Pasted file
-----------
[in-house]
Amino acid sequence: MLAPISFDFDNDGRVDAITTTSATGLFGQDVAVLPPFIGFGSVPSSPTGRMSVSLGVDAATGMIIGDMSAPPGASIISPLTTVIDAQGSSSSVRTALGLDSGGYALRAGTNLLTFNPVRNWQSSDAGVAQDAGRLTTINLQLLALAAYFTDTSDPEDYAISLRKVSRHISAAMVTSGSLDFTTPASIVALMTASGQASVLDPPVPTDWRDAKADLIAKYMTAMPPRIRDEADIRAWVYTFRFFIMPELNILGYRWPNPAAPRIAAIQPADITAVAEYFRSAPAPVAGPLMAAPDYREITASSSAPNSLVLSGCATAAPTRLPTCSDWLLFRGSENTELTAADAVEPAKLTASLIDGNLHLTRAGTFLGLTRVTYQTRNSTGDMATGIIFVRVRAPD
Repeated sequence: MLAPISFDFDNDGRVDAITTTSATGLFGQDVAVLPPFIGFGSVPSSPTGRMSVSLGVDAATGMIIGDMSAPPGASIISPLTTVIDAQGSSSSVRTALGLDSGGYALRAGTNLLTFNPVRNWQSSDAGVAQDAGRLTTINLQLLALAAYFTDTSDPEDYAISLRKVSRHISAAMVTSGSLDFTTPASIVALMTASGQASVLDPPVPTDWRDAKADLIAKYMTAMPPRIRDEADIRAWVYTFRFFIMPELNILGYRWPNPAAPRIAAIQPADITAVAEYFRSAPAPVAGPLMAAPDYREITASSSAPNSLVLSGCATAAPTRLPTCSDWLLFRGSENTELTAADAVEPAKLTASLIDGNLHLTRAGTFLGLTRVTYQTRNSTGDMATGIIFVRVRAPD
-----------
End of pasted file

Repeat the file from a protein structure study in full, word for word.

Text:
[in-house]
Amino acid sequence: MLAPISFDFDNDGRVDAITTTSATGLFGQDVAVLPPFIGFGSVPSSPTGRMSVSLGVDAATGMIIGDMSAPPGASIISPLTTVIDAQGSSSSVRTALGLDSGGYALRAGTNLLTFNPVRNWQSSDAGVAQDAGRLTTINLQLLALAAYFTDTSDPEDYAISLRKVSRHISAAMVTSGSLDFTTPASIVALMTASGQASVLDPPVPTDWRDAKADLIAKYMTAMPPRIRDEADIRAWVYTFRFFIMPELNILGYRWPNPAAPRIAAIQPADITAVAEYFRSAPAPVAGPLMAAPDYREITASSSAPNSLVLSGCATAAPTRLPTCSDWLLFRGSENTELTAADAVEPAKLTASLIDGNLHLTRAGTFLGLTRVTYQTRNSTGDMATGIIFVRVRAPD
Repeated sequence: MLAPISFDFDNDGRVDAITTTSATGLFGQDVAVLPPFIGFGSVPSSPTGRMSVSLGVDAATGMIIGDMSAPPGASIISPLTTVIDAQGSSSSVRTALGLDSGGYALRAGTNLLTFNPVRNWQSSDAGVAQDAGRLTTINLQLLALAAYFTDTSDPEDYAISLRKVSRHISAAMVTSGSLDFTTPASIVALMTASGQASVLDPPVPTDWRDAKADLIAKYMTAMPPRIRDEADIRAWVYTFRFFIMPELNILGYRWPNPAAPRIAAIQPADITAVAEYFRSAPAPVAGPLMAAPDYREITASSSAPNSLVLSGCATAAPTRLPTCSDWLLFRGSENTELTAADAVEPAKLTASLIDGNLHLTRAGTFLGLTRVTYQTRNSTGDMATGIIFVRVRAPD